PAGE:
the idea of limit, of freedom from as well as
freedom to. We need to be more vigilant. Vastly
more vigilant. For freedom is Culture’s greatest
creative artifact, and just as Nature’s fundamental
asymmetry is that creation is slow, and destruction
fast, we can lose our cultural electronic freedoms
with the flip of a switch. Intelligent limit needs to
be given articulation and structure as the shared
ground of common sense, and as simple,
universally applicable and disinterested, law.
[Why are there so few new documentary films on
the REAL backrooms of digital, social networks?]
In my Circle in the Square performance project, one
of the primary problems addressed is the fragmentation
of poetry and music. In the view explored here, poetry
and music form a kind of necessary unity—that is to
say that they cannot survive let alone flourish without
one another. Yet only a cursory look at contemporary
practice reveals that poetry and music exist in largely
separate worlds, rarely crossing borders or showing any
kind of what I suppose academics might call
interdisciplinary interest. Poets in the English speaking
world publish their work in written form, largely for
other poets. And New Music composers in both
Europe and America publish their work by means of
recordings, and, in a remarkably parallel way, largely
for other composers or new music specialists.
Given the tremendous difficulty of understanding
the origins of this kind of cultural fragmentation,
which is so characteristic of Western society at
present, I think it is best to be simple and direct
in one’s approach. By this I mean: Place both poetry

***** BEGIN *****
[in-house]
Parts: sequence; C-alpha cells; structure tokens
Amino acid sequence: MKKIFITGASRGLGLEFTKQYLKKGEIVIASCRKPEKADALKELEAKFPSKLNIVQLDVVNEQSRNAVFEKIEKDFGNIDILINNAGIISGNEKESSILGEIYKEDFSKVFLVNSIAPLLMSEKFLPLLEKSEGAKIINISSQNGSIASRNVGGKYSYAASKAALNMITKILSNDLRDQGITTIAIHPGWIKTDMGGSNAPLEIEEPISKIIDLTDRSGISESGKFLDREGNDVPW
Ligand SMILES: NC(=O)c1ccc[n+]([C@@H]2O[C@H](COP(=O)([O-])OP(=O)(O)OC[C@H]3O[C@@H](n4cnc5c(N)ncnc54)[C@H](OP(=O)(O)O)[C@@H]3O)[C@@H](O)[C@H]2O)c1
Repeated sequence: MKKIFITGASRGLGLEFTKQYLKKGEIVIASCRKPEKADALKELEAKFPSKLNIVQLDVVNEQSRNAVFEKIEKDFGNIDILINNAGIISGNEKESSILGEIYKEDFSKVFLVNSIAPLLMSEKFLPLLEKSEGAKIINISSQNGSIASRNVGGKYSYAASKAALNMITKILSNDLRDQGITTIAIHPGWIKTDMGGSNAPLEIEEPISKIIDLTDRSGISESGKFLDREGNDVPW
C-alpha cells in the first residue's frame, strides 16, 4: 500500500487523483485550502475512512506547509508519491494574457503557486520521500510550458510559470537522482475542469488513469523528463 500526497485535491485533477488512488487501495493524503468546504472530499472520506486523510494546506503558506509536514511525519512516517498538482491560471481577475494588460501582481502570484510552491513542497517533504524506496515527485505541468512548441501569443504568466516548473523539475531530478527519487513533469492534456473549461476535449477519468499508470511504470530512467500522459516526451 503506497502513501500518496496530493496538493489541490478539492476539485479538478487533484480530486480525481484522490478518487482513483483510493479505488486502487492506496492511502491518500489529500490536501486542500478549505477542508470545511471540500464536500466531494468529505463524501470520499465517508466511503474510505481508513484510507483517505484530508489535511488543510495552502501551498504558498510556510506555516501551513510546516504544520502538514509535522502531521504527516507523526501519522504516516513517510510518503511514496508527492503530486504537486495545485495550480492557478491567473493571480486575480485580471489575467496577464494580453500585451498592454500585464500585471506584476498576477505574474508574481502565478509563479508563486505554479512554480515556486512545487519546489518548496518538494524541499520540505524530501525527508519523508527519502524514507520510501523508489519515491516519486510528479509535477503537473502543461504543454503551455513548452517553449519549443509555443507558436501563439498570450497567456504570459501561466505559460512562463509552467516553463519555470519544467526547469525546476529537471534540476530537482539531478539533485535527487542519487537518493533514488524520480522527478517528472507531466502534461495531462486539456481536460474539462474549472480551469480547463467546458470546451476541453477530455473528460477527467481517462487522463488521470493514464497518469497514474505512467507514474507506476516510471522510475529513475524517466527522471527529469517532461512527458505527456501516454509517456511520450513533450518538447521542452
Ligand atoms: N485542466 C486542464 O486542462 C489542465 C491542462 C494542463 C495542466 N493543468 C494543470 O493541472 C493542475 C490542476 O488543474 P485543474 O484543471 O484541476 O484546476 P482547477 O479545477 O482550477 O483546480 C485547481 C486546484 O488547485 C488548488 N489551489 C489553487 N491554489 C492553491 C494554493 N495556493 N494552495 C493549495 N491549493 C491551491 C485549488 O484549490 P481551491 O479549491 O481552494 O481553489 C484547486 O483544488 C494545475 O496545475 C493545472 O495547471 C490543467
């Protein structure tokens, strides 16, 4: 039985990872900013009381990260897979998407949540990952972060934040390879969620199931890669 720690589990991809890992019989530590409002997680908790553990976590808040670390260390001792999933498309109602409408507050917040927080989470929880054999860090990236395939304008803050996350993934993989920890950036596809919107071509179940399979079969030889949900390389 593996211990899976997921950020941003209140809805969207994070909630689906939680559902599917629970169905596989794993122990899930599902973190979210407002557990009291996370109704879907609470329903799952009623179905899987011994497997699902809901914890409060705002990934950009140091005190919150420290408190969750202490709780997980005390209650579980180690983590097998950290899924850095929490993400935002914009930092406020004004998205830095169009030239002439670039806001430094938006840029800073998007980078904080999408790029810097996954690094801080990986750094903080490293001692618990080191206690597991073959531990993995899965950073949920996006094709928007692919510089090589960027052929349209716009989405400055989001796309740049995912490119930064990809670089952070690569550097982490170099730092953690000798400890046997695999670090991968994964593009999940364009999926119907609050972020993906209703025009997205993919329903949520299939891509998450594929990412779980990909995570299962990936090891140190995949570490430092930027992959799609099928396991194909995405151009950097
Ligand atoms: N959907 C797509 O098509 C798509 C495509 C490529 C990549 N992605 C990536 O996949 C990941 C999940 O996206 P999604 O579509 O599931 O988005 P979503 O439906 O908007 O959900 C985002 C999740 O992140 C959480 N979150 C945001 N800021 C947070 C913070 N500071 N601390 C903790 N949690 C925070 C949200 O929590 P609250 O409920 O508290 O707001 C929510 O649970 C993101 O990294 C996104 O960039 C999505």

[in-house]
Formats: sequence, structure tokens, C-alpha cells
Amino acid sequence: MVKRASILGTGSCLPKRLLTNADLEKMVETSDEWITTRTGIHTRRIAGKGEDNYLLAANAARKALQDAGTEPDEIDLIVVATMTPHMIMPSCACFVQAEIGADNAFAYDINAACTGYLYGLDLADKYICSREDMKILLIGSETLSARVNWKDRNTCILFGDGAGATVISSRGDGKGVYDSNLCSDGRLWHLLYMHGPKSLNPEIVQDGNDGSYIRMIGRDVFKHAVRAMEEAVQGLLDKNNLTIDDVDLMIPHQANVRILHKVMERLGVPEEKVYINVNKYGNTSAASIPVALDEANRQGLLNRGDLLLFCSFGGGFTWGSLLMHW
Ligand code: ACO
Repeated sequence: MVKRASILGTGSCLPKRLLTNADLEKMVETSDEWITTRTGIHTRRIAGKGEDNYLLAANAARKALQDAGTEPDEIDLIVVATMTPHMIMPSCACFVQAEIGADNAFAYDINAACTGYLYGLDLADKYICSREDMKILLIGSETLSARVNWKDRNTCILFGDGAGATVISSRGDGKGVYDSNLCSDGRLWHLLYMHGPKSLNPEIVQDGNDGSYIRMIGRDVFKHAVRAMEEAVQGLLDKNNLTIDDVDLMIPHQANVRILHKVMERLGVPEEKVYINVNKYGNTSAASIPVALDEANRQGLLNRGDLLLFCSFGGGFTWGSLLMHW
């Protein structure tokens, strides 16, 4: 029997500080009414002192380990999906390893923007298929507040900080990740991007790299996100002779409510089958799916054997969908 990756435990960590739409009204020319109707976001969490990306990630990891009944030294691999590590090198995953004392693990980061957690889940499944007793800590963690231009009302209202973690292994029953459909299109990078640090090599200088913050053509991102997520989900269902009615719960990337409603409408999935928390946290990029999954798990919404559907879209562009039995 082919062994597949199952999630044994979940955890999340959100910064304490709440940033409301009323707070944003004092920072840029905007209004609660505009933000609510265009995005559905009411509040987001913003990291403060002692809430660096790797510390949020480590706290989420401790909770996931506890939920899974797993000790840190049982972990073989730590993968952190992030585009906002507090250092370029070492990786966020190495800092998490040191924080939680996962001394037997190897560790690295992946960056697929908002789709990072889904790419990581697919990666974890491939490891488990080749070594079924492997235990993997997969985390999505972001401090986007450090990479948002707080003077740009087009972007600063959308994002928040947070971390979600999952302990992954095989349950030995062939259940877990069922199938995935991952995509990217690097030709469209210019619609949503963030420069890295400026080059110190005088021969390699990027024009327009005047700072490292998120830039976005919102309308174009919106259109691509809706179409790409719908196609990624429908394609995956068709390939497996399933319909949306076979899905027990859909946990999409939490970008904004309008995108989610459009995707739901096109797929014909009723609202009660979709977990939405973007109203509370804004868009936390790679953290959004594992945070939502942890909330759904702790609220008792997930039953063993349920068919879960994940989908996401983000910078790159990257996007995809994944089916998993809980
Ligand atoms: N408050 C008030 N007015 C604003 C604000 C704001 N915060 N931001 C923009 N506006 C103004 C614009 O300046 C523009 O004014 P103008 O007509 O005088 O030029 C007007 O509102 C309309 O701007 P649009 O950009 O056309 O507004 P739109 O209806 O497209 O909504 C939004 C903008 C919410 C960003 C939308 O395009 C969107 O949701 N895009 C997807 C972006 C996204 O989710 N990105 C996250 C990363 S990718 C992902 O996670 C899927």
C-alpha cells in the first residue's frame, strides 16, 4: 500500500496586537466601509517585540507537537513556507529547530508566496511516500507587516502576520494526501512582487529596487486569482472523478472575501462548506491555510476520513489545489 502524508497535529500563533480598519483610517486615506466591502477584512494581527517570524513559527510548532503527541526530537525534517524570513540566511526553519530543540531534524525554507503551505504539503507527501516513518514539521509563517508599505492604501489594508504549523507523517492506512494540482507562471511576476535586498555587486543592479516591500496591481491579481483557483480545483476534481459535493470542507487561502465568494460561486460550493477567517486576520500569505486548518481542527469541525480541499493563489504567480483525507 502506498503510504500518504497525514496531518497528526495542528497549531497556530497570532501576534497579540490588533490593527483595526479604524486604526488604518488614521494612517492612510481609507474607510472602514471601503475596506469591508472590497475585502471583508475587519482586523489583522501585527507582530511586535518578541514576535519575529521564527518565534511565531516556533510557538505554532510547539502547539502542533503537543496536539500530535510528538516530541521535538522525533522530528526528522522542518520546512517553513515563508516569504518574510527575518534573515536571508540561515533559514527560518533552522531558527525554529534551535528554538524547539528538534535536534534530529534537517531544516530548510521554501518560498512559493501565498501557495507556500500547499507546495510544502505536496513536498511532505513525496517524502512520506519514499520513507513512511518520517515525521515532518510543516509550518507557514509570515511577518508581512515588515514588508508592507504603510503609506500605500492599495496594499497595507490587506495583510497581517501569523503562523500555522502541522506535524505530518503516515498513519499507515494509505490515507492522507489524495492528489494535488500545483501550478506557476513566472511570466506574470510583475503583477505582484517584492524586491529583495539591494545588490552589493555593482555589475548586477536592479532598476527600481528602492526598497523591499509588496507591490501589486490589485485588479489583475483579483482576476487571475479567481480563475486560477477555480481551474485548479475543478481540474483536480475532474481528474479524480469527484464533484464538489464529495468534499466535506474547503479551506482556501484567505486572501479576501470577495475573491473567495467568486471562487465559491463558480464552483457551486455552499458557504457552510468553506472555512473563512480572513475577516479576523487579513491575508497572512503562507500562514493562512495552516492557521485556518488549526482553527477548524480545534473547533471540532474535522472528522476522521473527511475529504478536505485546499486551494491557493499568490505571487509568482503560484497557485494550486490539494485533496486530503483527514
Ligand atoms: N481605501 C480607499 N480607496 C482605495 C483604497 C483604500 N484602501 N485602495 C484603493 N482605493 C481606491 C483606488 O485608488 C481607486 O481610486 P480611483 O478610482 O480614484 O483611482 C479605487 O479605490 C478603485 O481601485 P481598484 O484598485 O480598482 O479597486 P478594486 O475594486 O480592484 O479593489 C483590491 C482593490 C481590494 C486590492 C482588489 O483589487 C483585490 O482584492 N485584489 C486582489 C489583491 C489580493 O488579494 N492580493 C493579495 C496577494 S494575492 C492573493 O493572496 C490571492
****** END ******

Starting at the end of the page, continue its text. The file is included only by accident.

and music under one roof, so to speak, like two
parties of a loving relationship who have somehow
become estranged from one another, and simply
make sure they stay there. In other words:
Do poetry; Do music—and then—do them always
together. In concerts; in presentations of every
description; and in one’s own work as an artist.
The key thing is that they remain together, and that
along the way, we become aware of I would argue
not so much new ways of unifying them, but rather
new ways of looking at their shared,
It is in this spirit that I’ve undertaken the composition
of a number of new song cycles. The Shepherd’s Purse—
for soprano, oboe and harp, is the second of these.
| go to Intro: The Shepherd’s Purse, for materials
and performance models, etc. |
We shape the world and the world shapes us.
The culture of cultural awards is a culture
on the verge of collapse. The integrity and
excellence of a work—seen by all, seen by
none—is, like peace, always its own reward.
The cold mist of the northern night wind builds
intricate palaces of hoarfrost of the purest
of whites, and the whole of Creatura applauds.
For Creatura lives by the knowledge that, in
but an hour, such fortunate and magnificent
structures shall return to the expectant nothing